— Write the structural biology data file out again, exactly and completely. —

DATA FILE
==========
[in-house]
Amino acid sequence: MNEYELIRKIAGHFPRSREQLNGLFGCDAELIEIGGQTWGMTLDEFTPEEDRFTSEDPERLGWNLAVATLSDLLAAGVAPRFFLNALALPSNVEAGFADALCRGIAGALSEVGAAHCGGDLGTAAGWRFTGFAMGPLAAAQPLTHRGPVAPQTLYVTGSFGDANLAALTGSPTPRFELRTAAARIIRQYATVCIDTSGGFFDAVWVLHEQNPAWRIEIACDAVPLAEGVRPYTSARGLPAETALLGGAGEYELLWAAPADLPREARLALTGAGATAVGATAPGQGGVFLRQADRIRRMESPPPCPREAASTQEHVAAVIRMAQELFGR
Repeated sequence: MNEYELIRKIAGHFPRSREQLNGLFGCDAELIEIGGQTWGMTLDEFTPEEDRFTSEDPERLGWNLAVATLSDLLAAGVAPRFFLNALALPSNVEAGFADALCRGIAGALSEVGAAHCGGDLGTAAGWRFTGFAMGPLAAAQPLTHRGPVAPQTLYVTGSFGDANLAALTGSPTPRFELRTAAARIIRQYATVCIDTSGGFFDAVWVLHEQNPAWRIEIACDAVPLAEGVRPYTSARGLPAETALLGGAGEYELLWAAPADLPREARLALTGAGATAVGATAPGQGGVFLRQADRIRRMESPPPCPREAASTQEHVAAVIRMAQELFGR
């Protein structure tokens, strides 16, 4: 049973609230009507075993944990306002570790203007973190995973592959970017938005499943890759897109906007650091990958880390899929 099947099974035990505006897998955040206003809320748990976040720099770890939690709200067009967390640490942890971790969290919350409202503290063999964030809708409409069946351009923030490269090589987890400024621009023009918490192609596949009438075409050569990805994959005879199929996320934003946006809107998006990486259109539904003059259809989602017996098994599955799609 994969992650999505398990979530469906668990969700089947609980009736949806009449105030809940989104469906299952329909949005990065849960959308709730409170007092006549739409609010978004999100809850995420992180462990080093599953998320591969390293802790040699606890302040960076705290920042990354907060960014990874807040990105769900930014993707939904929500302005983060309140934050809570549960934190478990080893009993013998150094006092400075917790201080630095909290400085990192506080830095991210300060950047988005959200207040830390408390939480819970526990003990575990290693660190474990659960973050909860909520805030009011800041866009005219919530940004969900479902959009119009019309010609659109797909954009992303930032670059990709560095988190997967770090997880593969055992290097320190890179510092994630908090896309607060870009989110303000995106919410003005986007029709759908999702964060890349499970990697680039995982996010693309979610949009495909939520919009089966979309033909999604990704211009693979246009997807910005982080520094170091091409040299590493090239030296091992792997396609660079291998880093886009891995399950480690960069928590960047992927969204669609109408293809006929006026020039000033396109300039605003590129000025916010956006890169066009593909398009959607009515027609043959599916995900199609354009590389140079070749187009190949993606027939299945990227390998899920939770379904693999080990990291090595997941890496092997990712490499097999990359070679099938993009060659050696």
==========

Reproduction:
[in-house]
Amino acid sequence: MNEYELIRKIAGHFPRSREQLNGLFGCDAELIEIGGQTWGMTLDEFTPEEDRFTSEDPERLGWNLAVATLSDLLAAGVAPRFFLNALALPSNVEAGFADALCRGIAGALSEVGAAHCGGDLGTAAGWRFTGFAMGPLAAAQPLTHRGPVAPQTLYVTGSFGDANLAALTGSPTPRFELRTAAARIIRQYATVCIDTSGGFFDAVWVLHEQNPAWRIEIACDAVPLAEGVRPYTSARGLPAETALLGGAGEYELLWAAPADLPREARLALTGAGATAVGATAPGQGGVFLRQADRIRRMESPPPCPREAASTQEHVAAVIRMAQELFGR
Repeated sequence: MNEYELIRKIAGHFPRSREQLNGLFGCDAELIEIGGQTWGMTLDEFTPEEDRFTSEDPERLGWNLAVATLSDLLAAGVAPRFFLNALALPSNVEAGFADALCRGIAGALSEVGAAHCGGDLGTAAGWRFTGFAMGPLAAAQPLTHRGPVAPQTLYVTGSFGDANLAALTGSPTPRFELRTAAARIIRQYATVCIDTSGGFFDAVWVLHEQNPAWRIEIACDAVPLAEGVRPYTSARGLPAETALLGGAGEYELLWAAPADLPREARLALTGAGATAVGATAPGQGGVFLRQADRIRRMESPPPCPREAASTQEHVAAVIRMAQELFGR
């Protein structure tokens, strides 16, 4: 049973609230009507075993944990306002570790203007973190995973592959970017938005499943890759897109906007650091990958880390899929 099947099974035990505006897998955040206003809320748990976040720099770890939690709200067009967390640490942890971790969290919350409202503290063999964030809708409409069946351009923030490269090589987890400024621009023009918490192609596949009438075409050569990805994959005879199929996320934003946006809107998006990486259109539904003059259809989602017996098994599955799609 994969992650999505398990979530469906668990969700089947609980009736949806009449105030809940989104469906299952329909949005990065849960959308709730409170007092006549739409609010978004999100809850995420992180462990080093599953998320591969390293802790040699606890302040960076705290920042990354907060960014990874807040990105769900930014993707939904929500302005983060309140934050809570549960934190478990080893009993013998150094006092400075917790201080630095909290400085990192506080830095991210300060950047988005959200207040830390408390939480819970526990003990575990290693660190474990659960973050909860909520805030009011800041866009005219919530940004969900479902959009119009019309010609659109797909954009992303930032670059990709560095988190997967770090997880593969055992290097320190890179510092994630908090896309607060870009989110303000995106919410003005986007029709759908999702964060890349499970990697680039995982996010693309979610949009495909939520919009089966979309033909999604990704211009693979246009997807910005982080520094170091091409040299590493090239030296091992792997396609660079291998880093886009891995399950480690960069928590960047992927969204669609109408293809006929006026020039000033396109300039605003590129000025916010956006890169066009593909398009959607009515027609043959599916995900199609354009590389140079070749187009190949993606027939299945990227390998899920939770379904693999080990990291090595997941890496092997990712490499097999990359070679099938993009060659050696």